The most intriguing thing about the program is the idea of intellectual diversity. Kids, both male and female, with all different backgrounds put together in an elite group where they can thrive and share their ideas and convictions. I imagine the group becoming very close over their four years and building relationships that last through high school and beyond. With that said the boy-girl ratio is 2:1 in favor of the girls and the majority of the kids are from PCS (Pasadena Christian School) and SGCS (San Gabriel Christian School.) The gender ratio is very interesting but the school aspect makes a lot of sense. Taking into account that the students from the private K-8 schools are most likely better prepared than a student who had a traditional public school education.
For example, my ISEE scores reflected that I would be among the top students at a public school, which I was, but an only an average student at a private K-8 school. This was reflected in that the category that almost every student gets their lowest score on was my highest score. This showed that I had a lot of potential that was not really manifested at my middle school. Not all of this is because of poor teaching, but because of how easy it was for me to skate through my middle school education. With that said, Mr. Baker said he would be open to looking deeper into scores and what they say about a child, but for now, the demand and competition is so high to get into this elite program that the top students will get in first.
For now, the average GPA of the 15 students is 3.9 at their previous school with honors or high honors and an average of a 6 or 7 out of 9 in each category of the ISEE. These students are the real deal. Handpicked as the top students in the incoming class of 2021, these students will surely be up to the challenge.
VII. Skepticisms and Questions I had
Will 14/15-year-old kids really be excited about all the work and reading that is required of them by enrolling and being accepted into this program? I personally cannot imagine an incoming freshman dying to read The Epic of Gilgamesh. Looking at the pamphlet from the outside in, it looks like a lot old and difficult books. Not only the reading, but all the essays, speech writing, and seminars all for something that is a Bible class. Past the actual work, socially the pressure to be popular and cool is of the utmost importance as a freshman. Many of these incoming freshmen just want to fit in or find a good group of friends. Is being singled out within a group of about 100 incoming freshmen the right route in “fitting in”? These must be genuine concerns of 14-year old transitioning from being king in middle school to a boy among adult seniors in a few months.
What is the point of this class? If it is still a Bible class, won’t secular colleges still not care that these students did well?
VIII. Answers to the skepticisms and questions
Mr. Baker reached out to the students who had the top ISEE scores before the official launch to see how it would go. Nearly all of the parents AND students responded within a few hours confirming that they would love to do it. Students were excited and honored to be a part of something so exclusive. The parents were happy to be able to give their child an edge in such a competitive college environment.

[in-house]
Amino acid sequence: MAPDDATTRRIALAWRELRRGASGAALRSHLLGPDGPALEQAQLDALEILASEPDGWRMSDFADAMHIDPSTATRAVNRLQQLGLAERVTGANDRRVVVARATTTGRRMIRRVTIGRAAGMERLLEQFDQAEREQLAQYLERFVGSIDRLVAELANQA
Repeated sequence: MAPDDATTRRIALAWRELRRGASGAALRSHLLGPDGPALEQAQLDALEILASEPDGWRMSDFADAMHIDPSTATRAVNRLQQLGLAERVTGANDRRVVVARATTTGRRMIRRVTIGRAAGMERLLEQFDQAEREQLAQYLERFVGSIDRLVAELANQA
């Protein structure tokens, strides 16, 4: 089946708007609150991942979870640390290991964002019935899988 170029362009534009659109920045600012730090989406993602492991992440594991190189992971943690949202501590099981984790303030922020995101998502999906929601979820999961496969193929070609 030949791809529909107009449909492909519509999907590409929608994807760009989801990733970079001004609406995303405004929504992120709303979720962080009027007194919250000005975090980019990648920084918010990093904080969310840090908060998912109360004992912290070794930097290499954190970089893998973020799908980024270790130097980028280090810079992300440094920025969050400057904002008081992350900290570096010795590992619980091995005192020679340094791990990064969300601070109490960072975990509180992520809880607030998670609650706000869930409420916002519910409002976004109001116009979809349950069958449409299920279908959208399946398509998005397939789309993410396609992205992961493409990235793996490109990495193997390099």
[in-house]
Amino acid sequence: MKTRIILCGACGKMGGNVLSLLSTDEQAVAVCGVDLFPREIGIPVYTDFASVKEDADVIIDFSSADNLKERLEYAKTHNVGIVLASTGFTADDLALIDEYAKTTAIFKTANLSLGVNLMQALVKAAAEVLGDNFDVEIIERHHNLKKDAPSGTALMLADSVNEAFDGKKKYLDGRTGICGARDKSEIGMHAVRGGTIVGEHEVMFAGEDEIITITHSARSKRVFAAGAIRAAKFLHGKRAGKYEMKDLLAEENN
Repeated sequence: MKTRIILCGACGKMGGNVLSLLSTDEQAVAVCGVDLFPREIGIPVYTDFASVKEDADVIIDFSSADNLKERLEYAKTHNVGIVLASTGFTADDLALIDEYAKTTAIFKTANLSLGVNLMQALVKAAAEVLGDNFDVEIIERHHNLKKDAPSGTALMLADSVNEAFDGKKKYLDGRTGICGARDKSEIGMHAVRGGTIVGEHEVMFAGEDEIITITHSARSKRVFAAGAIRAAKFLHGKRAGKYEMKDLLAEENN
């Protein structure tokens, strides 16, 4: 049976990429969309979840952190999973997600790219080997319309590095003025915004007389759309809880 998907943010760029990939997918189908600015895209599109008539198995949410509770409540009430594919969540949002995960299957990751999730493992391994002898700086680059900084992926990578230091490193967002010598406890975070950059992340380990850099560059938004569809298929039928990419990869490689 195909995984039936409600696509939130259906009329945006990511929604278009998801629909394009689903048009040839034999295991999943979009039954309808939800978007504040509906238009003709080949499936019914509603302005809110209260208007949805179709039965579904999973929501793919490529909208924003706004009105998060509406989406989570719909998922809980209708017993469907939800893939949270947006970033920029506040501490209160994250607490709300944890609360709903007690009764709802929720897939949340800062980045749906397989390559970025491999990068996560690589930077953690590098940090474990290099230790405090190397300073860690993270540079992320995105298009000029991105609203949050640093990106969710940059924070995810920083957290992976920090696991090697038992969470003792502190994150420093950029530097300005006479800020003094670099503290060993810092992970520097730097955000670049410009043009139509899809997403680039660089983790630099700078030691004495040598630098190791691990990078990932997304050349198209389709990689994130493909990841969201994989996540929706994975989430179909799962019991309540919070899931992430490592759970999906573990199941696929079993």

This class is worth it. The most important part of this is that the Bible class is UC approved, meaning those secular colleges recognize it. Not only is it UC approved, it is an “English elective.” English electives are electives that have reading and writing involved, so they are more attractive to colleges. Examples of these at Maranatha include journalism, speech and debate, and now, the Oliver Honors Institute. Along with those benefits come many honors as a Maranatha student. If one can make it through all four years of the rigorous program they get a golden seal on their diploma and a gold medal. They will be distinguished students at an already difficult and prestigious school like Maranatha.
This class will distinguish students on a large scale. Becoming a “competitive college applicant” is a difficult thing to do these days. Getting over a 4.0 and taking honors classes isn’t enough nor is getting a high SAT or ACT score. Students are being pushed to take as many extracurriculars as possible in order for them to be taken over the next applicant. Students will do multiple sports, participate in the arts, and many other things to achieve this.
Maranatha is very good at supplying a variety of extracurriculars that aren’t available at other schools. Performing arts prides themselves on providing a real world performing arts program by having the orchestra, dance, choir, and theater all perform in the ambassador auditorium. Athletics pride themselves on having elite coaches and successful teams in every season and on every level. Speech and debate has become one of the top programs in California by winning prize money and succeeding in national and state championships. There are much more areas Maranatha excels in beyond academics, but Oliver Honors Institute is going to really supply a unique platform to succeed.
Beyond how good it looks on a college application, the knowledge the students will get is something other schools simply don’t provide. As freshmen, they will be reading college level books with a college-level teacher. By the time they graduate they be well read, college level communicators, and most of all, leaders.
This program is one of the most, if not the most, exciting things to happen to Maranatha. Maranatha has already established itself as one of the top prep schools in the California area. Just by graduating at Maranatha, students meet all the UC requirements. Now to top it all off, we can offer a program no other prep or public school can.
I have a lot of respect for what this program does. The amount of work and thought that went into making a brand new program is something most people would never take the initiative to do. The ingenuity to come up with the inspiration for such a unique program that hasn’t already been done is amazing. Maranatha is so blessed to have faculty and teachers of such high caliber teaching because of the belief in Christian education and for the love of teenagers.
Special thanks to Mr. Baker for the interview and for the belief in a high-level Christian education at Maranatha.